What’s happening: US crude oil futures surged to a five-week high on Tuesday, as sentiment was lifted by declining production and some rebound in demand.
What happened: With various economies around the world beginning to ease lockdown restrictions imposed to curb the COVID-19 pandemic, demand for crude oil is gradually reviving.
The OPEC+ (Organization of Petroleum Exporting Countries and its allies) had agreed in April to cumulatively reduce oil production by 9.7 million barrels per day from May through June, making this the biggest output cut in its history. OPEC's de-facto leader, Saudi Arabia, announced plans on Tuesday to lower its crude oil production by an additional 1 million barrels per day in June.
Market sentiment was also lifted by speculations of the agreed production cuts to extend beyond June.
Why it matters: Saudi Arabia has directed its national oil company Aramco to make additional output cuts in June, taking production to 7.492 million barrels of oil per day.
Other members including, Kuwait and the UAE, supported Saudi Arabia’s move and announced plans to cut production by 80,000 and 100,000 barrels a day, respectively, from June.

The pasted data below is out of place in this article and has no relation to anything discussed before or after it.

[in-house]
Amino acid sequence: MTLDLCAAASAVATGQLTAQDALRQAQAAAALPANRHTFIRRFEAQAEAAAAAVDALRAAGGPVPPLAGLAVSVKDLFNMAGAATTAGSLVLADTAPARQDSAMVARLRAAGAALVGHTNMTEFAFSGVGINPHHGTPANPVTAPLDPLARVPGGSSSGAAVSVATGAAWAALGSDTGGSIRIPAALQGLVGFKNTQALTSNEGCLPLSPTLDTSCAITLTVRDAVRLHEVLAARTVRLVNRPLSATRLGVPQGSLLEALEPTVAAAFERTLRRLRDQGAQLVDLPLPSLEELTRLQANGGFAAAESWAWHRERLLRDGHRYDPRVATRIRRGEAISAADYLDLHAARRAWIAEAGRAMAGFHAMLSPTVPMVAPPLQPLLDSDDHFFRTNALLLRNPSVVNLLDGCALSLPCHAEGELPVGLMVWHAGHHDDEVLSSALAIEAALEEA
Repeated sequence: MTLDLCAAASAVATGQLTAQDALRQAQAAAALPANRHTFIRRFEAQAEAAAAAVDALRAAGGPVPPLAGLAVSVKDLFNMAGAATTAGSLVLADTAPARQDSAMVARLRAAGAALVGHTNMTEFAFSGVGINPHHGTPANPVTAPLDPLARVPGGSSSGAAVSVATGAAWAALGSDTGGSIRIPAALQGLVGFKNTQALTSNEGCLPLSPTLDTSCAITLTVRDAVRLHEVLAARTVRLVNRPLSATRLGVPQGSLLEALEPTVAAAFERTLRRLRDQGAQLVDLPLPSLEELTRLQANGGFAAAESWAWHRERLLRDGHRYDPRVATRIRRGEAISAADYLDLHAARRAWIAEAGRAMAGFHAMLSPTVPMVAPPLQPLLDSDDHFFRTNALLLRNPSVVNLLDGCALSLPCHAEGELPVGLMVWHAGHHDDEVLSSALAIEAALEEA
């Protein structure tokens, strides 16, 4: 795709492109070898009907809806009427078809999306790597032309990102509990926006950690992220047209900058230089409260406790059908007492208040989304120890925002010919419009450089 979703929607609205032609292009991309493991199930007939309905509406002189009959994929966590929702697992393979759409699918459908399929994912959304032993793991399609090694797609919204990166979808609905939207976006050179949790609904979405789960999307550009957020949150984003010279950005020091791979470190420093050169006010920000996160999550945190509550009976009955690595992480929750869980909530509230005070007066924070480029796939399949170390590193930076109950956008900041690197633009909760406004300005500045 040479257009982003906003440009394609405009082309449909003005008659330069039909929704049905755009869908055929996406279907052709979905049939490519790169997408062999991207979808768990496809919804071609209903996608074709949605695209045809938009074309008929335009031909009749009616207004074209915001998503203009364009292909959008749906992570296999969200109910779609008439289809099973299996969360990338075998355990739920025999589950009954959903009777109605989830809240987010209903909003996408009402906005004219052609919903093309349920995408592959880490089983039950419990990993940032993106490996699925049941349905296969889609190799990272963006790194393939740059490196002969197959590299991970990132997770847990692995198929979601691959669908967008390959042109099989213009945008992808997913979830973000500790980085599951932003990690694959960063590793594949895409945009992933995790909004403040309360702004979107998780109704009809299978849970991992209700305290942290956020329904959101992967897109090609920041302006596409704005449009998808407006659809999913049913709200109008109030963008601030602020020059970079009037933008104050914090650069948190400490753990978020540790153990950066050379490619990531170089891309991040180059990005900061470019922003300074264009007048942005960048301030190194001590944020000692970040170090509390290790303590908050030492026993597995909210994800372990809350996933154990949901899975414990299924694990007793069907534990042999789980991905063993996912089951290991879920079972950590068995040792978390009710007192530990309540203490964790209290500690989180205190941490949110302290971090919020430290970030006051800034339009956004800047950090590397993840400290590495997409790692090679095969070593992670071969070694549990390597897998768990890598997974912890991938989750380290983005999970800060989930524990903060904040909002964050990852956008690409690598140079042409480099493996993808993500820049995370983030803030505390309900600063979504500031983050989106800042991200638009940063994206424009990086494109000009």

The OPEC+ group had agreed last month to lower production in a bid to stabilise oil prices and the commodity market. The group had intended to return to normal production post June, but with economies making a slower recovery than anticipated, the member countries could continue at the lower production level even after next month.
WTI (West Texas Intermediate) crude for June delivery gained 6.8% to settle at $25.78 per barrel on the NYMEX (New York Mercantile Exchange). Global benchmark Brent crude for July gained 1.2% to reach $29.98 a barrel.
The US EIA (Energy Information Administration) reduced its outlook for domestic oil output to 11.7 million barrels per day for 2020, down 500,0s00 barrels per day versus 2019.
Although the API (American Petroleum Institute) announced late Tuesday that US crude stockpiles had risen by 7.6 million barrels in the week ended May 8, China’s crude inventories have declined in the latest weeks after surging to record highs.
June natural gas fell 5.8% to $1.72 per million British thermal units, ahead of the EIA’s next report on Thursday. June gasoline declined by 0.6% to settle at 91.85 cents a gallon.
What to watch: Oil traders will be keeping a close eye on any signs of a recovery in economic activity across the globe, which will push demand higher for the commodity. Markets also await EIA’s weekly report on US crude inventories, which is expected to rise 4.8 million barrels in the week ended May 8. Gasoline supplies are projected to fall 2.5 million barrels, while distillates are likely to have risen by 4.1 million barrels last week.